First, the facts are that the veteran population in this country will decline by about 25% over the next 11 years. Any medical school graduate who has rudimentary math skills would realize that the need for physicians will also follow a downward trend.

    Who currently fills the ranks of physicians at the VA? If they are young, it is mostly foreign born and educated. Making a hundred fifty to two hundred thousand a year in this country, as an internist, compared to staying in India to practice, is much better than the top tier of doctors there who make around $23,000 in US Dollars. Although they must serve a residency here, there options are limited to mostly hospitals, urgent care facilities and the VA.

    The other doctor who fills the VA roles is the older private single practitioner who is being driven out of private practice by Obamacare. He or she can no longer justify the expense of malpractice insurance, dictated fee schedules, regulations and required computer equipment. Of course, 40 hour work weeks, great benefits, and in many cases weekends off is attractive to the this classification of doctor who has paid off their student loans and now wants to take it easy.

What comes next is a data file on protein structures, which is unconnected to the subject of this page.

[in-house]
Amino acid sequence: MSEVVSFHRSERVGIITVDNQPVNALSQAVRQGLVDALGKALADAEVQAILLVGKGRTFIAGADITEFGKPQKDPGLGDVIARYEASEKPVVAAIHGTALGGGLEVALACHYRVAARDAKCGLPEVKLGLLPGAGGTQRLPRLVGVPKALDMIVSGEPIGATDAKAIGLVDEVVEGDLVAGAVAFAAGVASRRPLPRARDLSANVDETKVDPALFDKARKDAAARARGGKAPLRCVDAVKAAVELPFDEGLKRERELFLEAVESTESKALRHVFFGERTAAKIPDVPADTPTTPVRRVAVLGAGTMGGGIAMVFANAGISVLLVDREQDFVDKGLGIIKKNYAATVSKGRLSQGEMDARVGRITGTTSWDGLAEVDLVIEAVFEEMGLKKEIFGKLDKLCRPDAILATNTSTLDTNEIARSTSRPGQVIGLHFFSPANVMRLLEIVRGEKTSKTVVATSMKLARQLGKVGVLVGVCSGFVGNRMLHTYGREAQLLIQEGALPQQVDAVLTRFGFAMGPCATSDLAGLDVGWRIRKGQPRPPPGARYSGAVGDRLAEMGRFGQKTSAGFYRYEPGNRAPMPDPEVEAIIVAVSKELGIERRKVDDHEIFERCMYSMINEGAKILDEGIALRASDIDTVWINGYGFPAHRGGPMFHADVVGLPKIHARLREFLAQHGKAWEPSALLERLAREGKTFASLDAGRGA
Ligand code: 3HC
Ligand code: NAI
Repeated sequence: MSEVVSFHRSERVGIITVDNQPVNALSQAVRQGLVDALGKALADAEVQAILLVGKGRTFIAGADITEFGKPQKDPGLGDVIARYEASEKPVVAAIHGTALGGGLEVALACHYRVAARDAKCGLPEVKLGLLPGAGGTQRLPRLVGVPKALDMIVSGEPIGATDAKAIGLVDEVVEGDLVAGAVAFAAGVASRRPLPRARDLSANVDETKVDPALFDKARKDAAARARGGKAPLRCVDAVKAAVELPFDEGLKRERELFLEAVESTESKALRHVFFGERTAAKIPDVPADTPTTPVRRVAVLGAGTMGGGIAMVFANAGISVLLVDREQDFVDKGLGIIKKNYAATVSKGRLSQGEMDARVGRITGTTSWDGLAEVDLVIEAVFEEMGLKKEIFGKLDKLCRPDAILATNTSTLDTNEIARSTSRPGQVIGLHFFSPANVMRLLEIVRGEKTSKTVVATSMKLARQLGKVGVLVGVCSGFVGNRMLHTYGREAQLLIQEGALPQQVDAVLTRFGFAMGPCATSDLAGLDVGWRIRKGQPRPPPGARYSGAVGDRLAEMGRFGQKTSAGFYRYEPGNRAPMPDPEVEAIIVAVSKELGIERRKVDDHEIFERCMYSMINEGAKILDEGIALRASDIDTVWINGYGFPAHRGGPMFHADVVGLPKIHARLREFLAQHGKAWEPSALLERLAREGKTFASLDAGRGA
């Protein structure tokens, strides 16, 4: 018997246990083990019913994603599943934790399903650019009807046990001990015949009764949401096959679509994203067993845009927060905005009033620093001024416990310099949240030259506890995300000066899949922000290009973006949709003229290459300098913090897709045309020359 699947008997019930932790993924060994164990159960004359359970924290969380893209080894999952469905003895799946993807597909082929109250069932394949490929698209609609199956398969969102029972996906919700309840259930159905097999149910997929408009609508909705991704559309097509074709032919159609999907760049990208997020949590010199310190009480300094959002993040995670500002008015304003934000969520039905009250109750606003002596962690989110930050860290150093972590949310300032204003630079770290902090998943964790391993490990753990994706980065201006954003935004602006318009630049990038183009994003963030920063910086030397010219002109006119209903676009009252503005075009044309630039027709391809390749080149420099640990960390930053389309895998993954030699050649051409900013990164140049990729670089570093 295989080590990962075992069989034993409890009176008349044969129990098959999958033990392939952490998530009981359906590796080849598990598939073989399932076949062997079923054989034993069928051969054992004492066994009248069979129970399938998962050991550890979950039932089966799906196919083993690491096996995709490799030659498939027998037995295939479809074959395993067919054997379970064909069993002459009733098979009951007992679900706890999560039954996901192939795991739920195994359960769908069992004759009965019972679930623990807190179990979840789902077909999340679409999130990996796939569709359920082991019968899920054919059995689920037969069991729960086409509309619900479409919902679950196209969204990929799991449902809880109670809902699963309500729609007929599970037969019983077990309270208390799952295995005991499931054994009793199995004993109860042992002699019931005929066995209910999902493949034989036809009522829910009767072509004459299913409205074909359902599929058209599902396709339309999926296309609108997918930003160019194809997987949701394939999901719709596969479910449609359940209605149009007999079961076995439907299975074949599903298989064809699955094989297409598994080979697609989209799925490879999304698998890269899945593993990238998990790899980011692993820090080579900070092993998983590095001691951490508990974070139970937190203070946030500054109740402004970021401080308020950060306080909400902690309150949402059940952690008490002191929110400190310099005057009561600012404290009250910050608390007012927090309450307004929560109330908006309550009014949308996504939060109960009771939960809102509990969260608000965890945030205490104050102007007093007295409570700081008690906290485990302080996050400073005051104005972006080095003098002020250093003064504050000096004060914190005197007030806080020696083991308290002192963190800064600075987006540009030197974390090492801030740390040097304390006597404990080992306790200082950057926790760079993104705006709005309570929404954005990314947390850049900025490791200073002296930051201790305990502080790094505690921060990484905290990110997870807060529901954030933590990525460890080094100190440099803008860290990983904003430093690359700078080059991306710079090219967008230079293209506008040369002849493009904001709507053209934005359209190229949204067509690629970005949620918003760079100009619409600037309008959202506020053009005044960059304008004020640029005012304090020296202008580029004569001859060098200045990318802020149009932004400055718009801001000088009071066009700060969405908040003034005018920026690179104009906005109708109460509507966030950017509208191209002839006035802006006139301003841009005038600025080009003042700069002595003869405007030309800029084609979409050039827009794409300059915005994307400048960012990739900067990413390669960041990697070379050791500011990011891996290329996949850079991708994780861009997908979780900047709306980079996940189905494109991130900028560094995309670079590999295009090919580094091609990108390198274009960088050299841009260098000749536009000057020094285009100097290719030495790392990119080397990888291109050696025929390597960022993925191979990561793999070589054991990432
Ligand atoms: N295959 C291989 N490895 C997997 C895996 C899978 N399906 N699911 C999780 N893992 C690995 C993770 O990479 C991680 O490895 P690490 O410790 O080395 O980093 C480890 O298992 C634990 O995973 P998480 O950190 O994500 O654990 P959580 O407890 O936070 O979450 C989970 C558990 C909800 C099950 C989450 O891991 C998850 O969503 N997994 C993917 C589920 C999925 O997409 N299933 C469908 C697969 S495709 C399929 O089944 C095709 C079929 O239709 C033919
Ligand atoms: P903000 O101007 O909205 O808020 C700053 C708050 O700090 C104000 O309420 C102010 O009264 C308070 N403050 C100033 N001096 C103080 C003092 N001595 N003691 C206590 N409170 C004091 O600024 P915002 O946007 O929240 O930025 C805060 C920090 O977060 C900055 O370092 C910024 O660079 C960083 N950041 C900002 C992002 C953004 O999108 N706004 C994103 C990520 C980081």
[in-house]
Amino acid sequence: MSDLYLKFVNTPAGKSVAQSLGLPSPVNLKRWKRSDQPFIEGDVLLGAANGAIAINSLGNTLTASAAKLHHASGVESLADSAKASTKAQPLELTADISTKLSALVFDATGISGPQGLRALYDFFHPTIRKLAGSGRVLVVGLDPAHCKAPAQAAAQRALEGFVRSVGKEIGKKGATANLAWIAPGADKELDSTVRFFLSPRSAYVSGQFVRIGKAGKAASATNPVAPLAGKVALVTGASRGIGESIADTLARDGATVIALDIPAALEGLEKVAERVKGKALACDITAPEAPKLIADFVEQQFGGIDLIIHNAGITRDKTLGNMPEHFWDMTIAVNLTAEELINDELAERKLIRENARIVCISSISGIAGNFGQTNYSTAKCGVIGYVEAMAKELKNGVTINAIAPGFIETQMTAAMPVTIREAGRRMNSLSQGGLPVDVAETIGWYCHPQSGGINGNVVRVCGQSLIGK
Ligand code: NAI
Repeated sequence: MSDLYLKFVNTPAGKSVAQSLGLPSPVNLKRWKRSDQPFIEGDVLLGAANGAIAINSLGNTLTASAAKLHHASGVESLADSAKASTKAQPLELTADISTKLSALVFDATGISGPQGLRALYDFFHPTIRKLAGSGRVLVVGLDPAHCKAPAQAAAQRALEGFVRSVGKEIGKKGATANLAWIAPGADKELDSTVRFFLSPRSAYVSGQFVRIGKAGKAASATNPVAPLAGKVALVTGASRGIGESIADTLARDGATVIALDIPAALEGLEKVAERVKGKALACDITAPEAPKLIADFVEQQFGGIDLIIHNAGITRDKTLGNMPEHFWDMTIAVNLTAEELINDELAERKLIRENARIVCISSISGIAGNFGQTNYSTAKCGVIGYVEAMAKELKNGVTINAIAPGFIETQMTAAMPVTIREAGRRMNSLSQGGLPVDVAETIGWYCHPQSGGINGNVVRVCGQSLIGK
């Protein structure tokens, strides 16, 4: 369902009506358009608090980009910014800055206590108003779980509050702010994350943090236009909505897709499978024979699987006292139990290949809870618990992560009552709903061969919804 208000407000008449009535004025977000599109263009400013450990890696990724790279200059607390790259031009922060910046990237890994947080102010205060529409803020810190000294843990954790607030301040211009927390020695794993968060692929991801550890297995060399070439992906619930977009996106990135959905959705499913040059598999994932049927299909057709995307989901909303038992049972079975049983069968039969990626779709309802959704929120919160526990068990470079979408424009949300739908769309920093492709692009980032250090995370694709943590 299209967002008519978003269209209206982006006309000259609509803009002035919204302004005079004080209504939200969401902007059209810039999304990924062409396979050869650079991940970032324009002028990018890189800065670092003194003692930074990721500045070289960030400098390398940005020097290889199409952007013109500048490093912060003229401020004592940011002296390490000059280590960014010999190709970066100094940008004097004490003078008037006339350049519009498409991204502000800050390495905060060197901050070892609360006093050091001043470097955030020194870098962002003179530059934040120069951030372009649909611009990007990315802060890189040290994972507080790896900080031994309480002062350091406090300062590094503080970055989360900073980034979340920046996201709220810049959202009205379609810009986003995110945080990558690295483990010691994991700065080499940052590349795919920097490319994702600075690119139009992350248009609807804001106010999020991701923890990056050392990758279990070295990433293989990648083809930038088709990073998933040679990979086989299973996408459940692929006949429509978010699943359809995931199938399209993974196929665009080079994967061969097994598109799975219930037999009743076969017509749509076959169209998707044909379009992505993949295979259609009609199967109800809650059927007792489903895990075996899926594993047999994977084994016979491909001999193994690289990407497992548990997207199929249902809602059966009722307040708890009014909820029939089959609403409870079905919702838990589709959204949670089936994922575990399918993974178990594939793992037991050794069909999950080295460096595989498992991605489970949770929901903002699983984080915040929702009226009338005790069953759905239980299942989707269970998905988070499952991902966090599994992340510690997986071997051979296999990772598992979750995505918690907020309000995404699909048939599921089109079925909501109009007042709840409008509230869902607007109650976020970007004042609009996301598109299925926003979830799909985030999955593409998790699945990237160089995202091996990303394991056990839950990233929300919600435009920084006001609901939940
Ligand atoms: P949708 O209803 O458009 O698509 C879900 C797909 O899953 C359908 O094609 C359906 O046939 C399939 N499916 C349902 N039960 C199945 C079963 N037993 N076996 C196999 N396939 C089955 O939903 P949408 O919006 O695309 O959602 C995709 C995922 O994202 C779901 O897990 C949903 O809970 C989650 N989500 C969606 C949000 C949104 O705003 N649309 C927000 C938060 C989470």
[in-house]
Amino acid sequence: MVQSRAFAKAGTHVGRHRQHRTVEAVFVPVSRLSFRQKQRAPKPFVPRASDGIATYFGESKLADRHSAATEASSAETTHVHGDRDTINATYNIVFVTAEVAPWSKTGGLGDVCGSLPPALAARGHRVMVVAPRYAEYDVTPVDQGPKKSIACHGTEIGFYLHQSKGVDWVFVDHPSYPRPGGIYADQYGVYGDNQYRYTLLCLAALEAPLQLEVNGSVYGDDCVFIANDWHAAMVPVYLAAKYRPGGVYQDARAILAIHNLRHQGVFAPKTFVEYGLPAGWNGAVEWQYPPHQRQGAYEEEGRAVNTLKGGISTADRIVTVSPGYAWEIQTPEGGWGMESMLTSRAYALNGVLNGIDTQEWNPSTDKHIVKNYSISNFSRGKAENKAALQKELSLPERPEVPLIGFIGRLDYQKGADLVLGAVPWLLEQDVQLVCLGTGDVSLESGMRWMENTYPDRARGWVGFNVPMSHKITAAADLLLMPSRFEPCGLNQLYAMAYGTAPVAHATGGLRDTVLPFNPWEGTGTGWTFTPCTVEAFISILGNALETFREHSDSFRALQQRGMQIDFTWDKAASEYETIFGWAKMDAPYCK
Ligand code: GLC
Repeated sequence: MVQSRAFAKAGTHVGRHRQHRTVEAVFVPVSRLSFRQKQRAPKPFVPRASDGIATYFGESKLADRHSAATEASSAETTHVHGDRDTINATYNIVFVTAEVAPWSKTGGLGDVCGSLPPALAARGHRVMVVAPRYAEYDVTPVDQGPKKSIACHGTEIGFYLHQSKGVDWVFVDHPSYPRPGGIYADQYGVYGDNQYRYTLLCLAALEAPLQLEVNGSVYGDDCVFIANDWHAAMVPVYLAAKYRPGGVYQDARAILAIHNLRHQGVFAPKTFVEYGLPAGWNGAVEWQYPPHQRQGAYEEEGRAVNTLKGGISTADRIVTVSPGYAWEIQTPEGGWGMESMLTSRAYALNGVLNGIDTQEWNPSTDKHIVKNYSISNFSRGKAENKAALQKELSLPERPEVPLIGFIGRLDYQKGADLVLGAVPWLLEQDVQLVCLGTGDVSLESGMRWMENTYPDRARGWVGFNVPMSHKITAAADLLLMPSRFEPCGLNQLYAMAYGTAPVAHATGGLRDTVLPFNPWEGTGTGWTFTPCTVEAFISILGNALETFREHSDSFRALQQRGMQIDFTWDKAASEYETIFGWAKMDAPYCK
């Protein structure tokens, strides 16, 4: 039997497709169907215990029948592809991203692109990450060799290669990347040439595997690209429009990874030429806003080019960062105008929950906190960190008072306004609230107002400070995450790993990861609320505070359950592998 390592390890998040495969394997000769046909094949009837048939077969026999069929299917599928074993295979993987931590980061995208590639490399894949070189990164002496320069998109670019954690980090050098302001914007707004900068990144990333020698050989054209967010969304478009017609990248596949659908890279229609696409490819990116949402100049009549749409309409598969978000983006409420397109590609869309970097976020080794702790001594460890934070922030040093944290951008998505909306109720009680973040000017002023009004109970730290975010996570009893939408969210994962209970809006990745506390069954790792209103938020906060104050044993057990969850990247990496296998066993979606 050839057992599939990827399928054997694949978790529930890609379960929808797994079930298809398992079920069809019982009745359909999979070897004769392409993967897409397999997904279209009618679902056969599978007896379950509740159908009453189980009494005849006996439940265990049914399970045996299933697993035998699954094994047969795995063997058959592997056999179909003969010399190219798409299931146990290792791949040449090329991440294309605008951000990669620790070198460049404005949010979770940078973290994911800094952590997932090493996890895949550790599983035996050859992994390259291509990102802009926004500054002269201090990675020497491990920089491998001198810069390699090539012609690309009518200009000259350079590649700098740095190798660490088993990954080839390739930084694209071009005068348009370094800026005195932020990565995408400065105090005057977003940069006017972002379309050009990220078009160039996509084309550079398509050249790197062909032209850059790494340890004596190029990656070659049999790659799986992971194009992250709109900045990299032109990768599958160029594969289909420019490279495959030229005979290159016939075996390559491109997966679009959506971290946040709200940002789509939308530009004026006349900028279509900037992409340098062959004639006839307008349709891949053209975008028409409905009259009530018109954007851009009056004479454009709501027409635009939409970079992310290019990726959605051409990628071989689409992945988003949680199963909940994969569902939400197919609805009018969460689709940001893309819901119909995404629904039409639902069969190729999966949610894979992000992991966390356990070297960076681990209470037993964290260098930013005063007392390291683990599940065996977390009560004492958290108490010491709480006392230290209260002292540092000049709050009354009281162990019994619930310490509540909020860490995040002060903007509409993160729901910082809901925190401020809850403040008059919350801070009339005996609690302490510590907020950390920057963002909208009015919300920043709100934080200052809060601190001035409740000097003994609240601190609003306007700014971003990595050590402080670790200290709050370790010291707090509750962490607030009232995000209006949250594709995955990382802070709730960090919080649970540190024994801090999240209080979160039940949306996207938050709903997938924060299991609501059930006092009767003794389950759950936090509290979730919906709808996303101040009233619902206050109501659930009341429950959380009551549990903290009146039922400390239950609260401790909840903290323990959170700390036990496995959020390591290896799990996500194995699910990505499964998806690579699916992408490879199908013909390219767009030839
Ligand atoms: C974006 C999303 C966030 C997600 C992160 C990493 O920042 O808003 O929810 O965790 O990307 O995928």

The reality is many US medical school graduates serve their residency at VA hospitals. Why do so few ever go on to practice at the VA? The answer is simple. They have seen the VA culture, the politics, the sometimes silly requirements they must follow, and the biggest of all is they will spend a good portion of their day sitting typing on a computer screen.

    No, it won’t be anytime soon we will see a large uptick in the number of doctors.

    • E.Z.Kapp September 14, 2014 at 5:37 pm

      Obamacare did not force the private doctors out of practice, the HMOs and other large organizations have been doing that for YEARS slowing building up their groups and refusing billing and underpaying the private doctors through their supposedly independent insurance plans…..

  4. Scott September 8, 2014 at 5:57 pm